How to make Garden Gumbo

Hello everyone, I’m Alex! I’m a new member of the Garden, and look forward to meeting everyone. One of my passions is cooking, and so I figured that for my inaugural post, I would share a recipe with y’all.

With fall in full swing and chilly weather coming, there are few things heartier than a good gumbo. Now, you may be saying to yourself “self, this is true, but what does this have to with the IU Hilltop garden?” I will tell you what: you can use food that you’ve helped to grow and nurture and harvest to make for some incredibly good gumbo!

Vegetarian Garden Gumbo (Serves 8)
Prep time: 25 minutes

Cooking time: 2 hours


½ cup vegetable oil

½ cup flour

3-8 cloves of garlic

6-8 cups garden vegetables, including, but not limited to

  • Swiss chard
  • Green peppers
  • Tomatoes
  • Onions
  • Leeks

1 tablespoon italian seasoning (or 1 teaspoon rosemary, 1 teaspoon thyme)

1 teaspoon powdered sage (if you want to use fresh sage, that’s fine; just add an additional ½ teaspoon)

1 teaspoon salt

1 teaspoon pepper

½ teaspoon paprika

5 cups vegetable stock

1) Preheat the oven to 350 F. Combine the flour and oil in an oven-proof container, like so:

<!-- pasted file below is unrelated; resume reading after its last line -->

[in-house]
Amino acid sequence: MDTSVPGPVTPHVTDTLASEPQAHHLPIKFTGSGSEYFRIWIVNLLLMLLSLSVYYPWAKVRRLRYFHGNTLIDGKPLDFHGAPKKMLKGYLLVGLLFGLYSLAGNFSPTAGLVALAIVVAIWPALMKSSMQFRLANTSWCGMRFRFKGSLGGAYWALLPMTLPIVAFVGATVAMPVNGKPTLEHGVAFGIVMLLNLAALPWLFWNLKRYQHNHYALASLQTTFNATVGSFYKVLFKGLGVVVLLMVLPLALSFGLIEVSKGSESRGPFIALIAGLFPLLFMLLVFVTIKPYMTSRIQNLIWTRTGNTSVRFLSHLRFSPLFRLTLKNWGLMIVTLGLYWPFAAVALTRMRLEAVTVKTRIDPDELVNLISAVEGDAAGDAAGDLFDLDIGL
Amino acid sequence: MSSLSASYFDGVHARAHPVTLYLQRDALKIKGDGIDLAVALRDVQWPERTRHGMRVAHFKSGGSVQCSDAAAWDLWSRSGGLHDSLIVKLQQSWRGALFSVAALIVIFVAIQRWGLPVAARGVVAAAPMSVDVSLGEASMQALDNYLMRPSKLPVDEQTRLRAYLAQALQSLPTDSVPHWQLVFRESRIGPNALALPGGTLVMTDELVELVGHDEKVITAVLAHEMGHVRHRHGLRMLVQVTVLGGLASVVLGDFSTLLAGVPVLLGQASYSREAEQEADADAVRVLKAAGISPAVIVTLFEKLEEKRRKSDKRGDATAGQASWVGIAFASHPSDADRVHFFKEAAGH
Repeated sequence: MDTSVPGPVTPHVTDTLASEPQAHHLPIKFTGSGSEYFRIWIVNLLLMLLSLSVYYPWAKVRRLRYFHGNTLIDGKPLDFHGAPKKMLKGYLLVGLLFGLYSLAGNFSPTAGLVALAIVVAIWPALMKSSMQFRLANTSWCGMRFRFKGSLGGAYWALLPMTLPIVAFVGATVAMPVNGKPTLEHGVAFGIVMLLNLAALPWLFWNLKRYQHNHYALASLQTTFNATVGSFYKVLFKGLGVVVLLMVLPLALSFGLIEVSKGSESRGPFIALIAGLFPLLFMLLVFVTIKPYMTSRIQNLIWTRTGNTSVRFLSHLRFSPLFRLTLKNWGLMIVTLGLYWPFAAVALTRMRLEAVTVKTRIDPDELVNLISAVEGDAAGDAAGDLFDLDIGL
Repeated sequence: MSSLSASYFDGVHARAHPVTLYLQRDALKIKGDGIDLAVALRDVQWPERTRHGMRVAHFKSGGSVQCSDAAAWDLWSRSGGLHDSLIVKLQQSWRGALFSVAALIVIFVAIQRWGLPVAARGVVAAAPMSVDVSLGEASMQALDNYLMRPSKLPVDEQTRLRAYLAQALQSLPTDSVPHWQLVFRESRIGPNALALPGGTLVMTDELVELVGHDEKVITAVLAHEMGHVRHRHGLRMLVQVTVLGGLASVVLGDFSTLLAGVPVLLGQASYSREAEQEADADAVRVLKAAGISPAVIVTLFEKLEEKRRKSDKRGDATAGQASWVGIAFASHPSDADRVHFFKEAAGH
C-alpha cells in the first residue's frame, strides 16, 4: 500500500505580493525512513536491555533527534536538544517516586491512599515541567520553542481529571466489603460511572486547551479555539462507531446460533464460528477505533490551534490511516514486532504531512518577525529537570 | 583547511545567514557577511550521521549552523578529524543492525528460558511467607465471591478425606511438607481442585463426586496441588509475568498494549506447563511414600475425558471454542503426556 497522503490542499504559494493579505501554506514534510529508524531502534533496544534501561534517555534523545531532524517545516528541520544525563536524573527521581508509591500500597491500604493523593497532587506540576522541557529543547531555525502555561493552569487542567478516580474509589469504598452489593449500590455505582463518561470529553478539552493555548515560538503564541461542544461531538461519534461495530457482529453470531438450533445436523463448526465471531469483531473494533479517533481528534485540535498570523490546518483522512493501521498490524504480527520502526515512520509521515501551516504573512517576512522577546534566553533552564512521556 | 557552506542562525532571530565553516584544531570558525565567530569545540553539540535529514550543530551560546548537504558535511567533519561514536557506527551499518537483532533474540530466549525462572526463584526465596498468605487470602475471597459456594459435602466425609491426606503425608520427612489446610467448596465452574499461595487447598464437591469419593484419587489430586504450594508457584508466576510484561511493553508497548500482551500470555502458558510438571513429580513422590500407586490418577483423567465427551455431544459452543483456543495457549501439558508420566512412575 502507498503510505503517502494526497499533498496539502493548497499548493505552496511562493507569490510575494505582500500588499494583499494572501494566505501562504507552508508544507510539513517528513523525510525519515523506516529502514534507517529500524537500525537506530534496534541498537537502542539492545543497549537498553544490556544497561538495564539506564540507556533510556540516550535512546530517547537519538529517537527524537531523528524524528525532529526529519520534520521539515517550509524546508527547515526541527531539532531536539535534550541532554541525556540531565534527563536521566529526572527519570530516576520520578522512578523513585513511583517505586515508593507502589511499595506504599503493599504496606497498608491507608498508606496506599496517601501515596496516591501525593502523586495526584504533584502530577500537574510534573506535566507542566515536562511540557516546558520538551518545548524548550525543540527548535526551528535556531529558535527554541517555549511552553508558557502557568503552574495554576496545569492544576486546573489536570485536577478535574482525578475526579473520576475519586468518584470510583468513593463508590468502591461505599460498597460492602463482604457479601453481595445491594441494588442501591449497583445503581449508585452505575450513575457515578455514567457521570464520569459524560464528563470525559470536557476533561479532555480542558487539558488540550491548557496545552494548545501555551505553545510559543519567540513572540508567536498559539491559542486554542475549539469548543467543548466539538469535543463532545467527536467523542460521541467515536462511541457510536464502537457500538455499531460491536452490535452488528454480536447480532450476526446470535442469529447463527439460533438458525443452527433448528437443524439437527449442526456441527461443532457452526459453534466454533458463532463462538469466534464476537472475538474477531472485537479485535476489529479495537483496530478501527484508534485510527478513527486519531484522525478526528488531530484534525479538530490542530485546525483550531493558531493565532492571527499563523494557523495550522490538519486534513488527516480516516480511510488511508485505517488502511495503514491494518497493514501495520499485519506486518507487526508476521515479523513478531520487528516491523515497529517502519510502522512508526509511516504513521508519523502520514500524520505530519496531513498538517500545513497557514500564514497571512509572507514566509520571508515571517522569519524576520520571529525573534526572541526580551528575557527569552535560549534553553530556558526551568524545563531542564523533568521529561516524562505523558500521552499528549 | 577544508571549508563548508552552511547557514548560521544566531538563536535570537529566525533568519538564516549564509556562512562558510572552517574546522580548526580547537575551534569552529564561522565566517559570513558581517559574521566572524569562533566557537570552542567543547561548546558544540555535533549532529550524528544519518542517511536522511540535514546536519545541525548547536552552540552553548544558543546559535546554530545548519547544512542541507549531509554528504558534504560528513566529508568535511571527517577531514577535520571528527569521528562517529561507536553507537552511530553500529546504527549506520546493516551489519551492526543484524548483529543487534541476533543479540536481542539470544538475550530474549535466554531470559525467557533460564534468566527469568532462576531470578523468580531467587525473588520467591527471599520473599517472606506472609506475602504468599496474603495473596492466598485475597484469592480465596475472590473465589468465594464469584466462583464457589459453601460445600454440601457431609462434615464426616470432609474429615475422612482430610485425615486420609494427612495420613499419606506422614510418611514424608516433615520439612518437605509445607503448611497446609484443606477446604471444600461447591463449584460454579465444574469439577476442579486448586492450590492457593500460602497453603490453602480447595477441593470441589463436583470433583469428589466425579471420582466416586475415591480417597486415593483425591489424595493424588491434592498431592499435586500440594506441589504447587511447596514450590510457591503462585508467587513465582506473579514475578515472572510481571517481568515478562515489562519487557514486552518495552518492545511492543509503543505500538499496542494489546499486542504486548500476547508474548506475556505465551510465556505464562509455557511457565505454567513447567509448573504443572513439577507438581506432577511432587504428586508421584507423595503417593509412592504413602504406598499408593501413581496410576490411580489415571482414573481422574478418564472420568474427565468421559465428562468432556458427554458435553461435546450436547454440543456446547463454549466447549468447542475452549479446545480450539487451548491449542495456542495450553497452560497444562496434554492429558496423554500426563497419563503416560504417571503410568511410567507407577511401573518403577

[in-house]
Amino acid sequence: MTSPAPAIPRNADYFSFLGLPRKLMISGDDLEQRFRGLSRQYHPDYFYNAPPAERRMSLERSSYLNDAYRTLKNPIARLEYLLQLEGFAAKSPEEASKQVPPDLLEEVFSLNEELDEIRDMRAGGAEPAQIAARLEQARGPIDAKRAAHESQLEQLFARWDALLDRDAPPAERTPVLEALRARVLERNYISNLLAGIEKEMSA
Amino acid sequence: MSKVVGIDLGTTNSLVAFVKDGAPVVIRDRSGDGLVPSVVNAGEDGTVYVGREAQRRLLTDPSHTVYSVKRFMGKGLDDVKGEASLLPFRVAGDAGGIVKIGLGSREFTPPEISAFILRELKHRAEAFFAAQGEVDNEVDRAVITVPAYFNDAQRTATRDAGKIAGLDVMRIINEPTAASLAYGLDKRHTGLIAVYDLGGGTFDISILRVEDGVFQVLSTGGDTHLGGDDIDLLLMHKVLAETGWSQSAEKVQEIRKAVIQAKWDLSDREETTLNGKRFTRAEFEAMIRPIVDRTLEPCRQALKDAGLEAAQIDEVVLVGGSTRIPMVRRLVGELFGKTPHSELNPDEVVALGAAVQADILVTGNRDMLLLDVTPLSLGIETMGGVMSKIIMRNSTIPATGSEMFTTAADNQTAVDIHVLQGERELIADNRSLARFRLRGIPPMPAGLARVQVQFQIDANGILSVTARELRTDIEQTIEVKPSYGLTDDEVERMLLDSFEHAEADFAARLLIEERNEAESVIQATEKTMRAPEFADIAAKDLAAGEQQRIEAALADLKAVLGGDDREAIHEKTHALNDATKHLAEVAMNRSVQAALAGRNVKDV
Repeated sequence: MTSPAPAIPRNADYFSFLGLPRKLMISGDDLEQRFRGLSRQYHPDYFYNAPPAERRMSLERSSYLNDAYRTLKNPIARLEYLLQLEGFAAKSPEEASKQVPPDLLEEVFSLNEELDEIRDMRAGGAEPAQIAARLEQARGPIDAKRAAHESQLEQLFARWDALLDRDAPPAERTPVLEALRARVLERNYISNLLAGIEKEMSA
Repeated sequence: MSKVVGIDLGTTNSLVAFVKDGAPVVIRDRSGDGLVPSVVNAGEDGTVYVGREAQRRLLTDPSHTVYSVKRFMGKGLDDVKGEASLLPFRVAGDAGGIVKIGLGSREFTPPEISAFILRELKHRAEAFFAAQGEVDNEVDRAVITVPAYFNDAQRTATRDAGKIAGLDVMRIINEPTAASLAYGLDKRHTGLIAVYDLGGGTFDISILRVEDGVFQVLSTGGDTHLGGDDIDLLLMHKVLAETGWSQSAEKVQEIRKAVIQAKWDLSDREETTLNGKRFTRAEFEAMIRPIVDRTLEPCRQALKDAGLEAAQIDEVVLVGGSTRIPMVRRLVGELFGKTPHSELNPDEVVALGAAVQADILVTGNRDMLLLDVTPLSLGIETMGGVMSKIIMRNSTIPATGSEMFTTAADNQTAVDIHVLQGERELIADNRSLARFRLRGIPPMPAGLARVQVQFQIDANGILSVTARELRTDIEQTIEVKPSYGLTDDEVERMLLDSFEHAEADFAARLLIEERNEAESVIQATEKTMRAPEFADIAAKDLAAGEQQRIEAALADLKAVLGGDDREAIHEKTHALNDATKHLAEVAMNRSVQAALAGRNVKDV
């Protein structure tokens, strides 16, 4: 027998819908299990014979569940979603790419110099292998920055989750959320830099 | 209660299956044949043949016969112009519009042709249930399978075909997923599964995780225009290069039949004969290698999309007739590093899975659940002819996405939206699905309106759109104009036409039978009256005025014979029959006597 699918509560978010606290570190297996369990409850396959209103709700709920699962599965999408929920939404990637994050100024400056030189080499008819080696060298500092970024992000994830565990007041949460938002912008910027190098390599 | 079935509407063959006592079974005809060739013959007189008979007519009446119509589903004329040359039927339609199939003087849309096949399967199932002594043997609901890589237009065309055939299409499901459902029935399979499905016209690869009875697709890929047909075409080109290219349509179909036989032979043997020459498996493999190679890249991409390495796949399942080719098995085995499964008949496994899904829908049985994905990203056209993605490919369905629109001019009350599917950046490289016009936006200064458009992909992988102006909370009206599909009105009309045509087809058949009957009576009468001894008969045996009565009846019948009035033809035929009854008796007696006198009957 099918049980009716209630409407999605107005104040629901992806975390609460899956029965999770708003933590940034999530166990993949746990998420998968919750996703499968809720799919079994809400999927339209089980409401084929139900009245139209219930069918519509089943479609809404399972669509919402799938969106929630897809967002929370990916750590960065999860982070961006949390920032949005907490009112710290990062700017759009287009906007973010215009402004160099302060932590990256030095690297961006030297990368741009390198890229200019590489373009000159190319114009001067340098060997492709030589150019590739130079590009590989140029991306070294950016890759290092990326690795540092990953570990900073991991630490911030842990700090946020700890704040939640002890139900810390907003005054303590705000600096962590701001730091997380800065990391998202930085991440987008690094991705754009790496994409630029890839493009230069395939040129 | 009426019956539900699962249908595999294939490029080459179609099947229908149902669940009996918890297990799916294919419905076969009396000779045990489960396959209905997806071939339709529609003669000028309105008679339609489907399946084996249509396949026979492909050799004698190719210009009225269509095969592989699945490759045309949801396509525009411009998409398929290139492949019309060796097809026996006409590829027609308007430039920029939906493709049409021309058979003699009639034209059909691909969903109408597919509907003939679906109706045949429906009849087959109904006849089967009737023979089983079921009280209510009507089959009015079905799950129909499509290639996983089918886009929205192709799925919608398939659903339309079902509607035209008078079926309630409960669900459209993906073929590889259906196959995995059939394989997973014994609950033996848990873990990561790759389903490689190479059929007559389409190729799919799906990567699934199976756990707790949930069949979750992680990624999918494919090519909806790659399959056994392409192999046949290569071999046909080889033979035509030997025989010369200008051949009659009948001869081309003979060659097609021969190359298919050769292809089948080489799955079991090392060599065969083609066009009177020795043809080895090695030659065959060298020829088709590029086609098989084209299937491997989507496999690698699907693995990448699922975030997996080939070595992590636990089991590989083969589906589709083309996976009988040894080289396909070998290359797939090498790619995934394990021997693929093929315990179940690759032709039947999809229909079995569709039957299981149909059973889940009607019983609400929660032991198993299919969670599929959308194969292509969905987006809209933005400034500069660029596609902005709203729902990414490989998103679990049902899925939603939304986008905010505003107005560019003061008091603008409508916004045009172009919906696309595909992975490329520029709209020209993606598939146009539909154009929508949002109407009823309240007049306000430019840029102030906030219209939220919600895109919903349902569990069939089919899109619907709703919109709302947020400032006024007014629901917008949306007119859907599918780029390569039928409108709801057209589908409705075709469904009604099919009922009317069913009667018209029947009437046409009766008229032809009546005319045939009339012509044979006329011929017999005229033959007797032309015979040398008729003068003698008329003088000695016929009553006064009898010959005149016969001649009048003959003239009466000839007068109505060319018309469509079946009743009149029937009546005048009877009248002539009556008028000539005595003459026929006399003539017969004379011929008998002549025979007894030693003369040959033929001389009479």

2) Stir the mixture (roux) until no lumps remain


3) Bake the roux at 350 F for 90 minutes. While the roux is cooking, dice your vegetables and mix them thoroughly. We used garden tomatoes, okra (not from the garden, sadly), mushrooms (ditto), green peppers (garden), and leeks (garden).


4) Mix spices separately.


5) When the roux is done, it should be a nice, deep brown. Don’t forget to wear oven mitts when taking the pot out.


6) Add the vegetables to the roux and cook on the stove at medium heat for about five minutes.


7) Add the spices, mix, and cook for an additional minute.


8) Add the vegetable broth and mix thoroughly. Bring the gumbo to a boil, then reduce heat to a simmer. Simmer, uncovered, for 30 minutes.


9) Add salt and pepper to taste and enjoy! Gumbo is usually served with a starch of some kind, the most well-known being rice. Other suggestions include cornbread (especially jalapeño-cheddar cornbread!) and potato salad. Honestly, though, it’s great on its own.

And while there isn’t any meat in this dish, you can certainly add your own. Just cook it before starting, use the fat instead of vegetable oil for the roux, and then add it with the rest of the ingredients at step 8.


Thumb on the left belongs to photographer/lovely hostess Amita.

Oh, and one more thing! You know those peels, seeds, cores, and scraps that are always such a pain? Don’t throw them away! Bring them back to the garden to compost or save them for use in vegetable stock!

waste not, want not

Based on a recipe found here:


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